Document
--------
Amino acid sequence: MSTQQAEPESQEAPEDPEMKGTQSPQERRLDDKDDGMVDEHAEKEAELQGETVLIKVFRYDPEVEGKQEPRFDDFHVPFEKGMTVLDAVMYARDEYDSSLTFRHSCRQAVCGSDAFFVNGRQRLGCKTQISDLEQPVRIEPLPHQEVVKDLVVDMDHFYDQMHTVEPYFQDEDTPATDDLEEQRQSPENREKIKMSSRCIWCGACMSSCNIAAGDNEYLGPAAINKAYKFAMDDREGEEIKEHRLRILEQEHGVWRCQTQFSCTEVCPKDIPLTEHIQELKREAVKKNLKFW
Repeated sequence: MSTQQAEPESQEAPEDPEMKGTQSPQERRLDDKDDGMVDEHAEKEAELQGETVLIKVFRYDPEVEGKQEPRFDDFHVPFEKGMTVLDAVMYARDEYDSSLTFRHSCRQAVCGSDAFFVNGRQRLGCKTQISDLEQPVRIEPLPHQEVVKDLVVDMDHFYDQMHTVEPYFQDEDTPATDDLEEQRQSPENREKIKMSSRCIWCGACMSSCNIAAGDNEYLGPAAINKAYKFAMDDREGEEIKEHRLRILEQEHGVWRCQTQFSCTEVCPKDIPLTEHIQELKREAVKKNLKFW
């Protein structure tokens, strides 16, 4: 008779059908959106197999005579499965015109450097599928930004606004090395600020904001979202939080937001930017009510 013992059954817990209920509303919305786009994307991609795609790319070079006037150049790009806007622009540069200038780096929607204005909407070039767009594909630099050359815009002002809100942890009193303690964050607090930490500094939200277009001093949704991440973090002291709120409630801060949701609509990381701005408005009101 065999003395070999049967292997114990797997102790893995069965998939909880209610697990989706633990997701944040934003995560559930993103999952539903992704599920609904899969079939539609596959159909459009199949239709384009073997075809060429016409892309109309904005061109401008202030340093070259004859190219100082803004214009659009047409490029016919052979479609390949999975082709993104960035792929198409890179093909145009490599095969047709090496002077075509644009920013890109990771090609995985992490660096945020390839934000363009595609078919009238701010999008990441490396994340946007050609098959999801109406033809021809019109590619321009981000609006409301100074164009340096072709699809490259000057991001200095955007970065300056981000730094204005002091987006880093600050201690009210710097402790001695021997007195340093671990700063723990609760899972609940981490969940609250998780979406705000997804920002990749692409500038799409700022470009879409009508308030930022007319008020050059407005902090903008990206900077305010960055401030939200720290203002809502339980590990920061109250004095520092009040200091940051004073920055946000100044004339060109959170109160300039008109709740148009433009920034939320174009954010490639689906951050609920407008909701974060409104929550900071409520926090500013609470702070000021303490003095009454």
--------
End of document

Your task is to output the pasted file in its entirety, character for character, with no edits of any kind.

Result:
Amino acid sequence: MSTQQAEPESQEAPEDPEMKGTQSPQERRLDDKDDGMVDEHAEKEAELQGETVLIKVFRYDPEVEGKQEPRFDDFHVPFEKGMTVLDAVMYARDEYDSSLTFRHSCRQAVCGSDAFFVNGRQRLGCKTQISDLEQPVRIEPLPHQEVVKDLVVDMDHFYDQMHTVEPYFQDEDTPATDDLEEQRQSPENREKIKMSSRCIWCGACMSSCNIAAGDNEYLGPAAINKAYKFAMDDREGEEIKEHRLRILEQEHGVWRCQTQFSCTEVCPKDIPLTEHIQELKREAVKKNLKFW
Repeated sequence: MSTQQAEPESQEAPEDPEMKGTQSPQERRLDDKDDGMVDEHAEKEAELQGETVLIKVFRYDPEVEGKQEPRFDDFHVPFEKGMTVLDAVMYARDEYDSSLTFRHSCRQAVCGSDAFFVNGRQRLGCKTQISDLEQPVRIEPLPHQEVVKDLVVDMDHFYDQMHTVEPYFQDEDTPATDDLEEQRQSPENREKIKMSSRCIWCGACMSSCNIAAGDNEYLGPAAINKAYKFAMDDREGEEIKEHRLRILEQEHGVWRCQTQFSCTEVCPKDIPLTEHIQELKREAVKKNLKFW
């Protein structure tokens, strides 16, 4: 008779059908959106197999005579499965015109450097599928930004606004090395600020904001979202939080937001930017009510 013992059954817990209920509303919305786009994307991609795609790319070079006037150049790009806007622009540069200038780096929607204005909407070039767009594909630099050359815009002002809100942890009193303690964050607090930490500094939200277009001093949704991440973090002291709120409630801060949701609509990381701005408005009101 065999003395070999049967292997114990797997102790893995069965998939909880209610697990989706633990997701944040934003995560559930993103999952539903992704599920609904899969079939539609596959159909459009199949239709384009073997075809060429016409892309109309904005061109401008202030340093070259004859190219100082803004214009659009047409490029016919052979479609390949999975082709993104960035792929198409890179093909145009490599095969047709090496002077075509644009920013890109990771090609995985992490660096945020390839934000363009595609078919009238701010999008990441490396994340946007050609098959999801109406033809021809019109590619321009981000609006409301100074164009340096072709699809490259000057991001200095955007970065300056981000730094204005002091987006880093600050201690009210710097402790001695021997007195340093671990700063723990609760899972609940981490969940609250998780979406705000997804920002990749692409500038799409700022470009879409009508308030930022007319008020050059407005902090903008990206900077305010960055401030939200720290203002809502339980590990920061109250004095520092009040200091940051004073920055946000100044004339060109959170109160300039008109709740148009433009920034939320174009954010490639689906951050609920407008909701974060409104929550900071409520926090500013609470702070000021303490003095009454």